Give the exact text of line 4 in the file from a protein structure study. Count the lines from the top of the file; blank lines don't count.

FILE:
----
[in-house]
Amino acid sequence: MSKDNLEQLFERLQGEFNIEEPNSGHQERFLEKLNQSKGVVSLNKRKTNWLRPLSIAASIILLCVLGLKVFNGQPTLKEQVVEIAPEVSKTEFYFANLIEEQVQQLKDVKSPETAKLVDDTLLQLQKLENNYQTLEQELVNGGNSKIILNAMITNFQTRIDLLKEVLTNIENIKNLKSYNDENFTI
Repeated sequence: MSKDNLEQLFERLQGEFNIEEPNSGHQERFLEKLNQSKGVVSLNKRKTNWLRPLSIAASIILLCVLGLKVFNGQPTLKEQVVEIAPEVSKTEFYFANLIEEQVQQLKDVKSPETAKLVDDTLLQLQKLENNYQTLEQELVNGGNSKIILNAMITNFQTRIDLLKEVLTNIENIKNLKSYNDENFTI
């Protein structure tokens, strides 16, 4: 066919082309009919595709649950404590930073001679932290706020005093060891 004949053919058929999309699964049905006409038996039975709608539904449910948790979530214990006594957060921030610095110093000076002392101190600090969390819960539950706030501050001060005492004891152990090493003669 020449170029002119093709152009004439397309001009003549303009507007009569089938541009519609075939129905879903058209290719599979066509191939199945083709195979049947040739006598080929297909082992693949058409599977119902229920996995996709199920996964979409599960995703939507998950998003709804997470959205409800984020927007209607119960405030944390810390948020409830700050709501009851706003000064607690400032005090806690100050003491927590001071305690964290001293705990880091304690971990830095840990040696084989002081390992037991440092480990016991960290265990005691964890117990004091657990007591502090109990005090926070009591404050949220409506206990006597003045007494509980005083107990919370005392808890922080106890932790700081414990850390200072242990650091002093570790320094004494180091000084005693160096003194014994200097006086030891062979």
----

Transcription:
């Protein structure tokens, strides 16, 4: 066919082309009919595709649950404590930073001679932290706020005093060891 004949053919058929999309699964049905006409038996039975709608539904449910948790979530214990006594957060921030610095110093000076002392101190600090969390819960539950706030501050001060005492004891152990090493003669 020449170029002119093709152009004439397309001009003549303009507007009569089938541009519609075939129905879903058209290719599979066509191939199945083709195979049947040739006598080929297909082992693949058409599977119902229920996995996709199920996964979409599960995703939507998950998003709804997470959205409800984020927007209607119960405030944390810390948020409830700050709501009851706003000064607690400032005090806690100050003491927590001071305690964290001293705990880091304690971990830095840990040696084989002081390992037991440092480990016991960290265990005691964890117990004091657990007591502090109990005090926070009591404050949220409506206990006597003045007494509980005083107990919370005392808890922080106890932790700081414990850390200072242990650091002093570790320094004494180091000084005693160096003194014994200097006086030891062979």